Displays the daily probability of spontaneous labor relative to a woman's due date. Calculates the probability of labor before, on and after each day.

Change graph y-axis to probability of labor: What does this mean for you and your pregnancy? The Labor Probability Calculator can calculate your odds of labor given how far along you are. |

The Labor Probability Graph was designed for anyone who enjoyed the Labor Probability Calculator and wanted a little more detail about the underlying distribution. The Graph uses a left skewed normal distribution to modal the odds of spontaneous labor.

**About the Model**
To derive our model, we started with Naegele's rule. Naegele's rule
estimates a woman's due date as 280 days (40 weeks) from her last menstral period. It's the standard your OB/Gyn probably used
when calculating your due date, unless ovulation was known or a dating ultrasound was preformed.

Prior research has shown that the distribution of spontaneous labor approximates a
normal distribution with a standard deviation of 9^{[1]}
or 13 days^{[2]}.
Normal distributions are favored in these types of applications for it's simplicity and tendency to fit the data.
In this case, however, the normal distribution is likely an over simplification.

The CDC has found that 9.6% of babies are born prematurely, before 37 weeks. The normal distribution with mean 281 and standard deviation of 9 or 13 would predict less than 3% of babies are born prematurely (.03% and 2.7% respectively). In fact, [1] specifically excluded preterm deliveraries from their analysis which is why their model predicts so few preterm babies.

Another drawback is that the normal distribution is a symetric distribution.
That means two points equally far from the mean will have the same probability. A symetric distribution that predicts 10% of babies
will be born before 37 weeks will also predict 10% of babies will be born after 43 weeks.
In a symetric distribution
the median (point
which half of all women would have gone into labor), is equal to the mode (most common day to go into labor.) In prior studies,
however, the mode date is typically after the median^{[2]}. Although not scientific, convential wisdom is that the most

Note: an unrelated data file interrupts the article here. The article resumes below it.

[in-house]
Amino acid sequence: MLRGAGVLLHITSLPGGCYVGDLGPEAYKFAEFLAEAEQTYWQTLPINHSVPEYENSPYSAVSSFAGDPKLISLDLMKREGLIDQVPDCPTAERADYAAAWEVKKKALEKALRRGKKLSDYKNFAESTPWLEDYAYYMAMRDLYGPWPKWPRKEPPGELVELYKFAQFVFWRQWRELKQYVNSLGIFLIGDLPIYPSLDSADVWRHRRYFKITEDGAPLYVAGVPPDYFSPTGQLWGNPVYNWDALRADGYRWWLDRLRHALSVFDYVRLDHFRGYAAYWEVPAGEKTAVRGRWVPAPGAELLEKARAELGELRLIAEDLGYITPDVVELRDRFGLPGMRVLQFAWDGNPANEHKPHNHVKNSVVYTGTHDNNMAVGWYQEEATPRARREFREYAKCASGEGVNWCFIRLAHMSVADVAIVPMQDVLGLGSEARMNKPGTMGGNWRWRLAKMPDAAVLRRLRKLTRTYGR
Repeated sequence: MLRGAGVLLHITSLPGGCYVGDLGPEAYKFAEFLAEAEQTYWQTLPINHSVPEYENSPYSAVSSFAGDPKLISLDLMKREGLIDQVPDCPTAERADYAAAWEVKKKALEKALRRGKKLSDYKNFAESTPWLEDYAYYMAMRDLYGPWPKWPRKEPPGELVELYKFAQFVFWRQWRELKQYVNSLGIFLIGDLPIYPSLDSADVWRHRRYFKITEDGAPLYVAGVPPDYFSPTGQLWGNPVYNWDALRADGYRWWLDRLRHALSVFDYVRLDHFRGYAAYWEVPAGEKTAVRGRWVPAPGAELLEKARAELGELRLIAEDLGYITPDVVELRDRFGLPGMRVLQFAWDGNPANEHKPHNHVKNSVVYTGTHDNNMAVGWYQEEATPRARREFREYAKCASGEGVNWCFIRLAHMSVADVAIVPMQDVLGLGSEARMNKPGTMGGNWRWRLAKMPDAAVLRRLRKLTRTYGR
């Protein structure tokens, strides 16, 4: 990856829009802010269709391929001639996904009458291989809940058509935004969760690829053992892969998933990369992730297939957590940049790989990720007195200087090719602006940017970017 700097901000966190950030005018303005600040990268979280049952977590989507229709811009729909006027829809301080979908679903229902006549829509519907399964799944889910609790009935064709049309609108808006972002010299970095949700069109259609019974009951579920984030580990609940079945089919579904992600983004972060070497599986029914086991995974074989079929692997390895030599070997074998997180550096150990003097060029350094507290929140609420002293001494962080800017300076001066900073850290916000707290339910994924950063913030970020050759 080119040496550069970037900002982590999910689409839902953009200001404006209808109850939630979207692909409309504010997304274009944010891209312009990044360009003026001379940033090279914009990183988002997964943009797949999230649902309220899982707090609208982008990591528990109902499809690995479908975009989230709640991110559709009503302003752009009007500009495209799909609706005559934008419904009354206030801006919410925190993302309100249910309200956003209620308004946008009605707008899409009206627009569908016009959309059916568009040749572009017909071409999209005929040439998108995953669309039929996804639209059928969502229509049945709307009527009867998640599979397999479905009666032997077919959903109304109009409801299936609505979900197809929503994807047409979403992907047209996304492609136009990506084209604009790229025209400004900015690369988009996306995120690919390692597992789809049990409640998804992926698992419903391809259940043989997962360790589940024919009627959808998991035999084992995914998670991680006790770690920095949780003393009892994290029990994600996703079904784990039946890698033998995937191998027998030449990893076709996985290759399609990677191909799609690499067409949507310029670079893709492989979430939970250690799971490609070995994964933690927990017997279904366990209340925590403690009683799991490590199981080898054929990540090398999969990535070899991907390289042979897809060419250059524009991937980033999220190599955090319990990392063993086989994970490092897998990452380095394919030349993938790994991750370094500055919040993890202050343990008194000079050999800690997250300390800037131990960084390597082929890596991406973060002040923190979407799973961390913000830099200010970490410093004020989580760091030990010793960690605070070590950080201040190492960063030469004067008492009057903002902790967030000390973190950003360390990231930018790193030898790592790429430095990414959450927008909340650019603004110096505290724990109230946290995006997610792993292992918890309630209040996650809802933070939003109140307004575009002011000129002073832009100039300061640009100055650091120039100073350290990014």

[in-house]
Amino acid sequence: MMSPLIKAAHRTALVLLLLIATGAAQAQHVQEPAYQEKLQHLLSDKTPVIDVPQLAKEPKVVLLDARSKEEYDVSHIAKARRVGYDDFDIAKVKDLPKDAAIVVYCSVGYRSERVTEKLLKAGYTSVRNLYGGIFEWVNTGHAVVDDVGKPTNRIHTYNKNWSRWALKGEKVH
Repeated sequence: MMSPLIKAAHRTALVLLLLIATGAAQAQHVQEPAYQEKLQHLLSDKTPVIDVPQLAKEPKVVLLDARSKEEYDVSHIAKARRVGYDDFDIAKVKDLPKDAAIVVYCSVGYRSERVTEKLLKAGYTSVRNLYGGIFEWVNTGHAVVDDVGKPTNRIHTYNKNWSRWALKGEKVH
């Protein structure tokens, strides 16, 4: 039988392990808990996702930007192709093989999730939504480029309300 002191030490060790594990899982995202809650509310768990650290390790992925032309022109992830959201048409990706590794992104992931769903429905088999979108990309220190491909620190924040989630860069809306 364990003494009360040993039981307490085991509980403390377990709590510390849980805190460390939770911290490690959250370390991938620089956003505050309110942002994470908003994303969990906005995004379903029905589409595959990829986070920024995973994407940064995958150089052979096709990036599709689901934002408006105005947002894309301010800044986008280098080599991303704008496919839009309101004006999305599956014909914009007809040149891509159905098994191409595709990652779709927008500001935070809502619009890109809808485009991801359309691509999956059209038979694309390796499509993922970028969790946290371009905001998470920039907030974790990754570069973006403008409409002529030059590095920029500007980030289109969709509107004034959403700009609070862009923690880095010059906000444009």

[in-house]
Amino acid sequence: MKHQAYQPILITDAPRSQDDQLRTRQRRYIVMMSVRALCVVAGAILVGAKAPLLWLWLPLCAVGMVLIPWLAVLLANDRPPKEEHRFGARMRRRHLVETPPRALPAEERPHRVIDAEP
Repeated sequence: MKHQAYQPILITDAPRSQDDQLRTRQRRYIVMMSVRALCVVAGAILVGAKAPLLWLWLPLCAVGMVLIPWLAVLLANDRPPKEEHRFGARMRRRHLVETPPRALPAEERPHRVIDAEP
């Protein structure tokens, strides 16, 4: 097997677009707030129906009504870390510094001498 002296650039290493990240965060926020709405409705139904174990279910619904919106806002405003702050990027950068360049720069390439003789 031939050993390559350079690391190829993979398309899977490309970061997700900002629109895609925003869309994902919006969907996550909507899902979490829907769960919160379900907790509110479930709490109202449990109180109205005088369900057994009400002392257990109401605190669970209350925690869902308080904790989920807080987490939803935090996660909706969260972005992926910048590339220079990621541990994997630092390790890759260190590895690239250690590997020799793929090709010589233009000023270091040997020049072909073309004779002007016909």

common day to go into labor is around 41 weeks.

Taken together, these data points suggests that a skewed normal distribution might be more appropriate. The skewed normal distribution is a family of distributions that includes the normal distribution, however the skewed normal distribution need not be symmetric. Where the normal distribution is defined by two parameters (mean and standard deviation), the skewed normal distribution is defined by three (location, shape and scale). Using mean squared error we identified a skewed normal distribution that closely approximates the normal distribution identified with prior research (MSE of 0.002), accounted for 10% of sponeous labors occuring prematurely, and predicted roughly half of all women would go into labor before their due date and half after.

- [1] H. Kieler; O. Axelsson; S. Nilsson; U. Waldenströ (1995). "The length of human pregnancy as calculated by ultrasonographic measurement of the fetal biparietal diameter". Ultrasound in Obstetrics & Gynecology. 6 (5): 353–357. doi:10.1046/j.1469-0705.1995.06050353.x
- [2] Bergsjø P, Denman DW 3rd, Hoffman HJ, Meirik O. (1990). "Duration of human singleton pregnancy. A population-based study.". Acta Obstet Gynecol Scand: 197–207.

**Differences between Labor Probability Graph and the Labor Probability Calculator**
You may notice the probabilities differ between the Labor Probability Graph and the Labor Probability Calculator. That is because the two apps are modeling two similar sounding, yet different events.
This Labor Probability
Graph shows the probability of spontaneous
labor for a pregnant woman without considering how far along
she is in her pregnancy.
The Labor Probability Calculator shows the probability of spontaneous based on how far along she is
by renormalizing the distribution to include only the possible remaining days in a woman's pregnancy.
Afterall, for a woman who hasn't gone into labor by today the probability of spontaneous labor starting yesterday is, by definition, 0%.
Statistically speaking it's the difference between the probability of labor at 40 weeks 0 days in general,
p_{_labor}(40w0d),
and the probability of labor at 40 weeks 0 days for a woman who is already 39 weeks along,
p_{_labor}(40w0d|39WeeksAlong).

*This website is intended for informational & entertainment purposes only.
This website is not intended to be considered medical advice.*

**Pregnant?** You may enjoy our other pregnancy apps like the personalized week by week calander.

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